The computer security experts at Symantec (who create Norton AntiVirus and other software) are reporting that phishing scams have ballooned to nearly 8 million attempts per day. So, if it seems like you’ve been getting bombarded with more suspicious emails every day, it’s not your imagination.
Usually, the goal of such seemingly legitimate emails is to fool the recipient into revealing personal and/or financial information. If you respond by clicking on an attachment or link, malware can be loaded onto your computer that will enable cyber-thieves to establish remote access to it, as well as the information stored on their hard drive.
One of the reasons for the spread of such attacks is that it doesn’t take some evil-genius hacker to get into your computer. Cyber-criminals and gangs are able to buy ready-to-use “phishing kits” that makes wide-spread attacks relatively simple for them to launch. If you believe an email to be phishing scam, make sure to file a complaint with the FBI at www.IC3.gov.
Such scams are nothing new, and as email users have become more aware of them, the bad guys have made them harder to spot. Many security experts predict that 2013 will see the biggest increase in malware ever, so it’s vital you do all that you can to protect yourself. Understandably, with all of the various types of threats out there, how to do that can be confusing. “Viruses, malware, phishing, spyware, adware, botnets, spam, nagware, trojans, worms” - which is which and what are the differences? And how do you defend yourself against them? Well, in very basic terms...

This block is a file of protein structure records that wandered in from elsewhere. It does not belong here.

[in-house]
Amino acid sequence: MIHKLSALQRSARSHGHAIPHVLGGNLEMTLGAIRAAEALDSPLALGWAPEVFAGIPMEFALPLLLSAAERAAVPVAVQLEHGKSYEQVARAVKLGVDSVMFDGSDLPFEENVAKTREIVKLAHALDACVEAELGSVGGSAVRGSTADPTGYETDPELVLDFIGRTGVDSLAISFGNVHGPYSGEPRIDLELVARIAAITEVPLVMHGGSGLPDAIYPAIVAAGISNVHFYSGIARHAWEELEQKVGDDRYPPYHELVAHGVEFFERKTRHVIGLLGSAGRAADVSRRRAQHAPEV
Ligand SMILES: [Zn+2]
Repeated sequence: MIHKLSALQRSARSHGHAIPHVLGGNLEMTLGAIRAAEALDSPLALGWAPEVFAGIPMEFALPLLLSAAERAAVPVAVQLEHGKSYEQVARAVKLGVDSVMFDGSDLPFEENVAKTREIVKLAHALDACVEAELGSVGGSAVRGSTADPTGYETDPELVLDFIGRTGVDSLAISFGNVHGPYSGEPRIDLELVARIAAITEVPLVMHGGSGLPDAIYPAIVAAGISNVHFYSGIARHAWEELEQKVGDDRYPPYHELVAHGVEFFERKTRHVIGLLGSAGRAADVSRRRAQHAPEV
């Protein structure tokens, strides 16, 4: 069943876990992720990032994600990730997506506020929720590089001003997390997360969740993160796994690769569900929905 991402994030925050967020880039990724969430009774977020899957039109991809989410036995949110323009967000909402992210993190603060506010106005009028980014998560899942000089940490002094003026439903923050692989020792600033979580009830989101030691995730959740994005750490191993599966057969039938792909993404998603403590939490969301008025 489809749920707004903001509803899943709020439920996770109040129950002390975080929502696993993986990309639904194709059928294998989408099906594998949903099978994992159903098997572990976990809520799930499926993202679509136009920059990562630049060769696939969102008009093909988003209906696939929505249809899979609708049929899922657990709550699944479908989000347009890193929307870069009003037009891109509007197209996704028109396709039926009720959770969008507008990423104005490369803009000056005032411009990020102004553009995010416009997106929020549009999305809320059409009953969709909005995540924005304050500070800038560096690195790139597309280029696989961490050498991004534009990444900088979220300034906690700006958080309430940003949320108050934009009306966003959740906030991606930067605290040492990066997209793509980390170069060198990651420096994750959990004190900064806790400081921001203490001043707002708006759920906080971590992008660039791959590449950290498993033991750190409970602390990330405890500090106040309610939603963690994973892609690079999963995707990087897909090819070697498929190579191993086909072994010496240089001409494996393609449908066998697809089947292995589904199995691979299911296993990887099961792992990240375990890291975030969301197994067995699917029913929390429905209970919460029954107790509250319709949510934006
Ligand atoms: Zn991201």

A Quick 101 on Computer Threats
- A phishing scam is an email from a fake business, government agency or individual that threatens to take some kind of action unless the receiver responds. These also include too-good-to-be-true offers, typically promising big money if you follow their instructions.
- Viruses are a type of malware that replicate themselves, and are designed to spread, causing damage to computers and the data on them.
- Malware is a catch-all term that describes any type of malicious code.
Do antivirus programs protect against malware, and vice-versa?
That depends on the program. Norton, for example, claims that all of their security products scan for all types of malware: infectious malware, web threats, concealment malware, and mobile malware. Still, compare their products carefully to choose one (many discounts for their products are available) based on the level of protection you need.
Even if you do have security software installed, the best way to protect yourself is to always practice common sense, especially when it comes to phishing attempts:
- Never respond to any suspicious email. Delete them.
- Never click on a link or open an attachment within that email.
- Call the business or agency to verify the facts using a phone number you’ve obtained yourself, not one included in the email.
- Always remember that almost without exception, credible, unsolicited emails do not ask for financial information, passwords, pin numbers or other personal information.
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